Wednesday, 12 January 2005: 8:30 AM
Downscaling Global Climate Change Scenarios for Air Quality Assessment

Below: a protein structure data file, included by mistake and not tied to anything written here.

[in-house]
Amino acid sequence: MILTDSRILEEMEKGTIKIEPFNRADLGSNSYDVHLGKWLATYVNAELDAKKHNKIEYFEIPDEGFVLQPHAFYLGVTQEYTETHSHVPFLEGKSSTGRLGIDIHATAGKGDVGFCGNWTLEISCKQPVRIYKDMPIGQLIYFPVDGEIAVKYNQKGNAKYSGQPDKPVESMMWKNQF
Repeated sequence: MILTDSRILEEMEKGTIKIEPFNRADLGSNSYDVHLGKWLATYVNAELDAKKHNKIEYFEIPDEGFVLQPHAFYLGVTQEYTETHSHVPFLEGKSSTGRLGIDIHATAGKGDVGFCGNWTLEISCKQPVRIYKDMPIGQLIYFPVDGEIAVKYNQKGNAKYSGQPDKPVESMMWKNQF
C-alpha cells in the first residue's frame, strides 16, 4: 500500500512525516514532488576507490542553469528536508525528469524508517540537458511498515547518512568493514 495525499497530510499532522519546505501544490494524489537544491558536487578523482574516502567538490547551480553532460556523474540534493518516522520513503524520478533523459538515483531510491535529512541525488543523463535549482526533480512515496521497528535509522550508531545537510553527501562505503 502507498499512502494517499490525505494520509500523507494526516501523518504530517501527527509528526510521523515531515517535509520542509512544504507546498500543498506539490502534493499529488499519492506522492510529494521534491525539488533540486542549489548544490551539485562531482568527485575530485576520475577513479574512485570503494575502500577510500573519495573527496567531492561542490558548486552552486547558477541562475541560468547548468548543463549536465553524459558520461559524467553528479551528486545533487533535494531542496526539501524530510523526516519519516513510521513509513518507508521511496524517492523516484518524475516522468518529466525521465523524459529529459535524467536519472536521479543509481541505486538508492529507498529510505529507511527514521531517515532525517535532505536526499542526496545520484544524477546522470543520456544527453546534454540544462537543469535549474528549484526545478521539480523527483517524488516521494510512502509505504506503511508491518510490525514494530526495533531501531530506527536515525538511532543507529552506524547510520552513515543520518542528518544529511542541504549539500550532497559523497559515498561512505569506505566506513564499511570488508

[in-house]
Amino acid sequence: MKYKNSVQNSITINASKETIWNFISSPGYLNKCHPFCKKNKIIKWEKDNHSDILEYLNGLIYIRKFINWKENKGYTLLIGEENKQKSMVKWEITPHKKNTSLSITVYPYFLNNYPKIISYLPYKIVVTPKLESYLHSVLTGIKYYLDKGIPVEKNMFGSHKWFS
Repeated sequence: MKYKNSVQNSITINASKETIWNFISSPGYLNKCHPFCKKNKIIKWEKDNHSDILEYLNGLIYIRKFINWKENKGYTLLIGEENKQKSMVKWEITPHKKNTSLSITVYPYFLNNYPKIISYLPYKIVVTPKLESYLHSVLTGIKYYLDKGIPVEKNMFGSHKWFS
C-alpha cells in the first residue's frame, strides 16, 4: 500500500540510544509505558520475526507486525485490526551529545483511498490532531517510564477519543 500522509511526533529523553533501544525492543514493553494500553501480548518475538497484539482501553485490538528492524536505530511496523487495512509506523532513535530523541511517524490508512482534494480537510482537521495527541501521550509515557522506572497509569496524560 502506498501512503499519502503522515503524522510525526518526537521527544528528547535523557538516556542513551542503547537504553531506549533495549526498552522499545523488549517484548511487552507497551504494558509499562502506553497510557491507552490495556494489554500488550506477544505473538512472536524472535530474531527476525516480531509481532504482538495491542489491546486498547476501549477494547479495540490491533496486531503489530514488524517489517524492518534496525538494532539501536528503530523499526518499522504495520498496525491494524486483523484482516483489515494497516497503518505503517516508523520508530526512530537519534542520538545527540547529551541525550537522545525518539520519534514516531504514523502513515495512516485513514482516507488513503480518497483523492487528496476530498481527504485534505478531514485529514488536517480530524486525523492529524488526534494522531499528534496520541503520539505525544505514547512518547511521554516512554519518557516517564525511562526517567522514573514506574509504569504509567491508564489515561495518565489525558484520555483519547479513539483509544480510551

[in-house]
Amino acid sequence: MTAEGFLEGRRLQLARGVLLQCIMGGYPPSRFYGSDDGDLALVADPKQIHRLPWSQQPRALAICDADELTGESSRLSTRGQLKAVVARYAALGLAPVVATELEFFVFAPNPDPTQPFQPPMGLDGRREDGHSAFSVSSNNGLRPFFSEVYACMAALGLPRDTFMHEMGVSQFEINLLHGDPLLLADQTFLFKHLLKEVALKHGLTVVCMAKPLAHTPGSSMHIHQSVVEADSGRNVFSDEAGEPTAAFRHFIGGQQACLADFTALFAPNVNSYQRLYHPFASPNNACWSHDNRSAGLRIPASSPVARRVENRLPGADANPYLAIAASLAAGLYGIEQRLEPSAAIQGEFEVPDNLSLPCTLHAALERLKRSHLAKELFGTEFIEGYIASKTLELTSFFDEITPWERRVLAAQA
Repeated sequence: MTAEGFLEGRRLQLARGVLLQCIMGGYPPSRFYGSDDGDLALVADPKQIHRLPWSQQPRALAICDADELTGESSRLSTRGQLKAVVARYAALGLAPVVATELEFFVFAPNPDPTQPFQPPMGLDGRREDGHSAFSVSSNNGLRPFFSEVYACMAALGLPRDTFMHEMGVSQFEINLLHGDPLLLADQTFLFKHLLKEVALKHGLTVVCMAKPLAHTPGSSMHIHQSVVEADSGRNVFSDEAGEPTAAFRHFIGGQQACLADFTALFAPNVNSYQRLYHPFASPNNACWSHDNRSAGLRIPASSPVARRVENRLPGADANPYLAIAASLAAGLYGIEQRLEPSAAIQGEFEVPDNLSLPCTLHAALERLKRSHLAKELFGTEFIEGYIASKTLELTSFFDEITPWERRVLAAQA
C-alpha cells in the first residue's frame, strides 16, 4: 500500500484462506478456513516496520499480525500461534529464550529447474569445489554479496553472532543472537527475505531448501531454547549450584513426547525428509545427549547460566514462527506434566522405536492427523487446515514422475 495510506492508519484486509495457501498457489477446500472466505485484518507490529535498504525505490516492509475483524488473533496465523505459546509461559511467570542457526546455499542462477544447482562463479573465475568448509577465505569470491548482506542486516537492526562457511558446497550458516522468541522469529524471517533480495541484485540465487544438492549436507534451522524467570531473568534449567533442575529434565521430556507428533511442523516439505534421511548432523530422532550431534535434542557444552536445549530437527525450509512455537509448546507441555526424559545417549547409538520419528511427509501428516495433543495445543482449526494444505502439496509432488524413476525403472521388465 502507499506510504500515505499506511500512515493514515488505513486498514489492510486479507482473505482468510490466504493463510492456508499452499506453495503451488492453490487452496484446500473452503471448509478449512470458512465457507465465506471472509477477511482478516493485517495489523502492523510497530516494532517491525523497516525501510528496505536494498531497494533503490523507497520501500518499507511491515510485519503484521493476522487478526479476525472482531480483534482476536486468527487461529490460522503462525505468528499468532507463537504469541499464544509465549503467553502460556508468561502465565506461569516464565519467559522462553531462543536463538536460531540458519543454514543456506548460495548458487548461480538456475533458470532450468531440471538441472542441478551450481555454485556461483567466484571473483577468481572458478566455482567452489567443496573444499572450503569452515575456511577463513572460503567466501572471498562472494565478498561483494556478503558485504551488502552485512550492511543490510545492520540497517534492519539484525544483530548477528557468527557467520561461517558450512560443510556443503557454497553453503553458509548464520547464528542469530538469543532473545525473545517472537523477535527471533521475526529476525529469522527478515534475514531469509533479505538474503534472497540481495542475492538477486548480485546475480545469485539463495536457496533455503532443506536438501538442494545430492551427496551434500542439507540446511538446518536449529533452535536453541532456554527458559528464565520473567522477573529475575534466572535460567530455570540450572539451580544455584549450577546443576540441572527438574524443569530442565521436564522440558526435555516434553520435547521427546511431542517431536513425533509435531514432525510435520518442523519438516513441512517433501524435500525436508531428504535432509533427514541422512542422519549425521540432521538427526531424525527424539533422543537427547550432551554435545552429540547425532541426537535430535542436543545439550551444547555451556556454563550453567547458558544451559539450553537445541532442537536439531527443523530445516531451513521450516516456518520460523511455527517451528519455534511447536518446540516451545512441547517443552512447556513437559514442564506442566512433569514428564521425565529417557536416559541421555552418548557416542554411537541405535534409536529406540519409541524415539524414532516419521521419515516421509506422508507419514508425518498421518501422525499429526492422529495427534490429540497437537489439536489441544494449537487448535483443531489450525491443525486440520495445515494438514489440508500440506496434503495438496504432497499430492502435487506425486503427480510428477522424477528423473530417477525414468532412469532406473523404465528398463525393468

Downscaling is particularly important in assessing the potential effects of global climate change on regional air quality because air quality is affected by meteorological processes at small spatial and temporal scales. In this study, a regional climate model based on the Penn State/NCAR Mesoscale Model MM5 was used to downscale the NASA Goddard Institute for Space Studies (GISS) global climate simulations of the current (1995-2005) and future (2045-2055) climate conditions for the continental U.S. Simulation of the future climate followed the IPCC SRES A1B scenario for greenhouse gas and aerosol emissions. The regional simulations were performed at 36 km spatial resolution for the U.S. Model outputs were archived at an hourly interval three-dimensionally for inputs to air quality models. Analysis of the downscaled control and future climate showed significant changes over the western U.S. during summer and fall with a warming of 2-4 degree C and reduced rainfall. Consistent with the warmer and dryer climate, there is an increase in downward solar radiation and boundary layer depth and reduced ventilation that may increase the likelihood of air pollution episodes. In contrast, changes in the Midwest and Southeastern U.S. during summer are less favorable for air pollution events. More analyses are being performed to evaluate the meteorological conditions of the control run that are important for air quality assessment and to examine the change in mean and interannual variability of those conditions. For comparison, downscaling is also being performed based on the control (1975-1995) and future (1995-2050) global climate simulated by the NCAR/DOE Parallel Climate Model (PCM). Analyses will be performed to highlight the uncertainty that arises from the use of different global climate models.